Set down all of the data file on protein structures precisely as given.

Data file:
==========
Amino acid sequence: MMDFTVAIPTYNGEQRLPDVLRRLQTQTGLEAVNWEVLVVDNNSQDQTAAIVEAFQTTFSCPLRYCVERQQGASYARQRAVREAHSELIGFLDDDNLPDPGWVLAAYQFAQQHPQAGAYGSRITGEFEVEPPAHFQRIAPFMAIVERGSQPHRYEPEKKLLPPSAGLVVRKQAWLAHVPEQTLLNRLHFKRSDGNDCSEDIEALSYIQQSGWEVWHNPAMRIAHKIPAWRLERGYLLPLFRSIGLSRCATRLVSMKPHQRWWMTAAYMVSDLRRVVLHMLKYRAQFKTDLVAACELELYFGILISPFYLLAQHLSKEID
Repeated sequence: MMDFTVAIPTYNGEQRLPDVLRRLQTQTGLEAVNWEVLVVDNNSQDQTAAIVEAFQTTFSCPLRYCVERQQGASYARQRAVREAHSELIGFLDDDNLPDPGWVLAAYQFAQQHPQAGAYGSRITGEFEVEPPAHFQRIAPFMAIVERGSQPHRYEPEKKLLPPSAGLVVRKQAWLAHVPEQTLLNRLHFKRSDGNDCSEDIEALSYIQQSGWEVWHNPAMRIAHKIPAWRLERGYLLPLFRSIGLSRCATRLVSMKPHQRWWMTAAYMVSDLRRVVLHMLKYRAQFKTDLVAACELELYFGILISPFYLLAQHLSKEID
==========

Amino acid sequence: MMDFTVAIPTYNGEQRLPDVLRRLQTQTGLEAVNWEVLVVDNNSQDQTAAIVEAFQTTFSCPLRYCVERQQGASYARQRAVREAHSELIGFLDDDNLPDPGWVLAAYQFAQQHPQAGAYGSRITGEFEVEPPAHFQRIAPFMAIVERGSQPHRYEPEKKLLPPSAGLVVRKQAWLAHVPEQTLLNRLHFKRSDGNDCSEDIEALSYIQQSGWEVWHNPAMRIAHKIPAWRLERGYLLPLFRSIGLSRCATRLVSMKPHQRWWMTAAYMVSDLRRVVLHMLKYRAQFKTDLVAACELELYFGILISPFYLLAQHLSKEID
Repeated sequence: MMDFTVAIPTYNGEQRLPDVLRRLQTQTGLEAVNWEVLVVDNNSQDQTAAIVEAFQTTFSCPLRYCVERQQGASYARQRAVREAHSELIGFLDDDNLPDPGWVLAAYQFAQQHPQAGAYGSRITGEFEVEPPAHFQRIAPFMAIVERGSQPHRYEPEKKLLPPSAGLVVRKQAWLAHVPEQTLLNRLHFKRSDGNDCSEDIEALSYIQQSGWEVWHNPAMRIAHKIPAWRLERGYLLPLFRSIGLSRCATRLVSMKPHQRWWMTAAYMVSDLRRVVLHMLKYRAQFKTDLVAACELELYFGILISPFYLLAQHLSKEID